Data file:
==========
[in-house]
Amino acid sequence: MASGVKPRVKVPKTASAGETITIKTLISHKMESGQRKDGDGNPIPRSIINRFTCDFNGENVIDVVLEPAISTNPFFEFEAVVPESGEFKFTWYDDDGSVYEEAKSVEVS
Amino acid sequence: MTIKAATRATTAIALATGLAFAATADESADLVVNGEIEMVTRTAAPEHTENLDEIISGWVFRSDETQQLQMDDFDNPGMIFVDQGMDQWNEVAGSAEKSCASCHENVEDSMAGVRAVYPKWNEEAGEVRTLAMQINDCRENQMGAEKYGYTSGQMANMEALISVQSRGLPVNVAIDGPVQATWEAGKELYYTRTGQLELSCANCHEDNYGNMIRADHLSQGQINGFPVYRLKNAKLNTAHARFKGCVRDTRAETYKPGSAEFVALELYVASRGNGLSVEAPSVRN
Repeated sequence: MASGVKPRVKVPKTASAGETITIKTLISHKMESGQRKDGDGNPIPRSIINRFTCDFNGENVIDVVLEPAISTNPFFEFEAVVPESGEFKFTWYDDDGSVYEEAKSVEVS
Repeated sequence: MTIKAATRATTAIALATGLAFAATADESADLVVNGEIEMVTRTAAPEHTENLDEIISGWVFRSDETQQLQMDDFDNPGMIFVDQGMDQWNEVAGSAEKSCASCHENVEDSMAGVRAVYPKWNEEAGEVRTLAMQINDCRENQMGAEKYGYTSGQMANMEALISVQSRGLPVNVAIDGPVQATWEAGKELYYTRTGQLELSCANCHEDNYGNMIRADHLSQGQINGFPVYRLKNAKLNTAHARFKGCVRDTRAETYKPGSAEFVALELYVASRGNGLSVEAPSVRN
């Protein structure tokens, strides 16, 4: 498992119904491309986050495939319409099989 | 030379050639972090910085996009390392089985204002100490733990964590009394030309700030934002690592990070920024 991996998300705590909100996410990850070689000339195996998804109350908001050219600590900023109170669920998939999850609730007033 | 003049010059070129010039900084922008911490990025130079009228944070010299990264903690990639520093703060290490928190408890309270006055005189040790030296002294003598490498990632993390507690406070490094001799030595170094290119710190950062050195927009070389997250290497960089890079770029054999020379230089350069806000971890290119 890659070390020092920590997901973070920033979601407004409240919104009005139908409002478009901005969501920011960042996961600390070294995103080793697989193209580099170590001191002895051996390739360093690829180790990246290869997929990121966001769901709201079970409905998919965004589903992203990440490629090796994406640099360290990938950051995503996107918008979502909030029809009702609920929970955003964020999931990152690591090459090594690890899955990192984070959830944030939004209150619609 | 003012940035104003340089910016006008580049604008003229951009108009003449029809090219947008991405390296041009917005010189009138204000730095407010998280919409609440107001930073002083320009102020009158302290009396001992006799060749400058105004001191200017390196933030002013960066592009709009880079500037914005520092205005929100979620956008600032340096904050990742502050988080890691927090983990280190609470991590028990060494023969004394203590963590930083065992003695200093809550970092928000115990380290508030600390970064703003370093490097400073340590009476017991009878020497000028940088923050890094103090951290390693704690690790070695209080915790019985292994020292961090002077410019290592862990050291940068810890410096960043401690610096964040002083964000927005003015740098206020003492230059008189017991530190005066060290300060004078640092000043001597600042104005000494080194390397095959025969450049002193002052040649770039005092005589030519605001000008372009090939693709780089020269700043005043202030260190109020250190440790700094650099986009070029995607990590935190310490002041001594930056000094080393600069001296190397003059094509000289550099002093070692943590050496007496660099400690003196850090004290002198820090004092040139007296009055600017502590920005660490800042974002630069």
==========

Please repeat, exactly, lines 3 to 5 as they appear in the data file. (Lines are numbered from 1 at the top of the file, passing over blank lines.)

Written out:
Amino acid sequence: MTIKAATRATTAIALATGLAFAATADESADLVVNGEIEMVTRTAAPEHTENLDEIISGWVFRSDETQQLQMDDFDNPGMIFVDQGMDQWNEVAGSAEKSCASCHENVEDSMAGVRAVYPKWNEEAGEVRTLAMQINDCRENQMGAEKYGYTSGQMANMEALISVQSRGLPVNVAIDGPVQATWEAGKELYYTRTGQLELSCANCHEDNYGNMIRADHLSQGQINGFPVYRLKNAKLNTAHARFKGCVRDTRAETYKPGSAEFVALELYVASRGNGLSVEAPSVRN
Repeated sequence: MASGVKPRVKVPKTASAGETITIKTLISHKMESGQRKDGDGNPIPRSIINRFTCDFNGENVIDVVLEPAISTNPFFEFEAVVPESGEFKFTWYDDDGSVYEEAKSVEVS
Repeated sequence: MTIKAATRATTAIALATGLAFAATADESADLVVNGEIEMVTRTAAPEHTENLDEIISGWVFRSDETQQLQMDDFDNPGMIFVDQGMDQWNEVAGSAEKSCASCHENVEDSMAGVRAVYPKWNEEAGEVRTLAMQINDCRENQMGAEKYGYTSGQMANMEALISVQSRGLPVNVAIDGPVQATWEAGKELYYTRTGQLELSCANCHEDNYGNMIRADHLSQGQINGFPVYRLKNAKLNTAHARFKGCVRDTRAETYKPGSAEFVALELYVASRGNGLSVEAPSVRN